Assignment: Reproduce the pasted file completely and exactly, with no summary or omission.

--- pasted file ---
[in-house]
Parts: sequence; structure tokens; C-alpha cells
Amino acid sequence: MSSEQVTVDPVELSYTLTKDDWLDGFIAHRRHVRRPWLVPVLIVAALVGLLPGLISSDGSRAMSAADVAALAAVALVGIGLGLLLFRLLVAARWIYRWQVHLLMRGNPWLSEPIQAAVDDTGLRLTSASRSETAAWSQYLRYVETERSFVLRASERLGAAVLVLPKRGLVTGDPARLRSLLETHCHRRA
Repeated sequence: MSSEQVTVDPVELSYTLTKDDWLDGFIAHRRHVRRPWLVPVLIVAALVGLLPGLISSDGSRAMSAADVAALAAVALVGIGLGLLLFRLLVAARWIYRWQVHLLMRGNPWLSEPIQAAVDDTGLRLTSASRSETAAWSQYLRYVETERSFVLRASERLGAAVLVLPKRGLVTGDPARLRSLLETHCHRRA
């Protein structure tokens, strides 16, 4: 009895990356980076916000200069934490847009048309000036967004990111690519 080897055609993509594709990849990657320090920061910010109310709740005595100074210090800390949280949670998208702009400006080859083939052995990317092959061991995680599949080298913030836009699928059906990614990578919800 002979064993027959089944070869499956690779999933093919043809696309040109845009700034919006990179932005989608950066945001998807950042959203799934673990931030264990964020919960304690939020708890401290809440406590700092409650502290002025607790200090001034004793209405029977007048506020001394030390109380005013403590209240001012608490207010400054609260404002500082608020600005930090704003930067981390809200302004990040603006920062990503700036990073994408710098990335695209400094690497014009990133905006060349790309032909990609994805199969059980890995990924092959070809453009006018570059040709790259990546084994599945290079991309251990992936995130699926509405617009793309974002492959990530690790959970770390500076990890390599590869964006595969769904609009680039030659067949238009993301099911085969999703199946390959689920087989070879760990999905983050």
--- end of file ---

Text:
[in-house]
Parts: sequence; structure tokens; C-alpha cells
Amino acid sequence: MSSEQVTVDPVELSYTLTKDDWLDGFIAHRRHVRRPWLVPVLIVAALVGLLPGLISSDGSRAMSAADVAALAAVALVGIGLGLLLFRLLVAARWIYRWQVHLLMRGNPWLSEPIQAAVDDTGLRLTSASRSETAAWSQYLRYVETERSFVLRASERLGAAVLVLPKRGLVTGDPARLRSLLETHCHRRA
Repeated sequence: MSSEQVTVDPVELSYTLTKDDWLDGFIAHRRHVRRPWLVPVLIVAALVGLLPGLISSDGSRAMSAADVAALAAVALVGIGLGLLLFRLLVAARWIYRWQVHLLMRGNPWLSEPIQAAVDDTGLRLTSASRSETAAWSQYLRYVETERSFVLRASERLGAAVLVLPKRGLVTGDPARLRSLLETHCHRRA
């Protein structure tokens, strides 16, 4: 009895990356980076916000200069934490847009048309000036967004990111690519 080897055609993509594709990849990657320090920061910010109310709740005595100074210090800390949280949670998208702009400006080859083939052995990317092959061991995680599949080298913030836009699928059906990614990578919800 002979064993027959089944070869499956690779999933093919043809696309040109845009700034919006990179932005989608950066945001998807950042959203799934673990931030264990964020919960304690939020708890401290809440406590700092409650502290002025607790200090001034004793209405029977007048506020001394030390109380005013403590209240001012608490207010400054609260404002500082608020600005930090704003930067981390809200302004990040603006920062990503700036990073994408710098990335695209400094690497014009990133905006060349790309032909990609994805199969059980890995990924092959070809453009006018570059040709790259990546084994599945290079991309251990992936995130699926509405617009793309974002492959990530690790959970770390500076990890390599590869964006595969769904609009680039030659067949238009993301099911085969999703199946390959689920087989070879760990999905983050």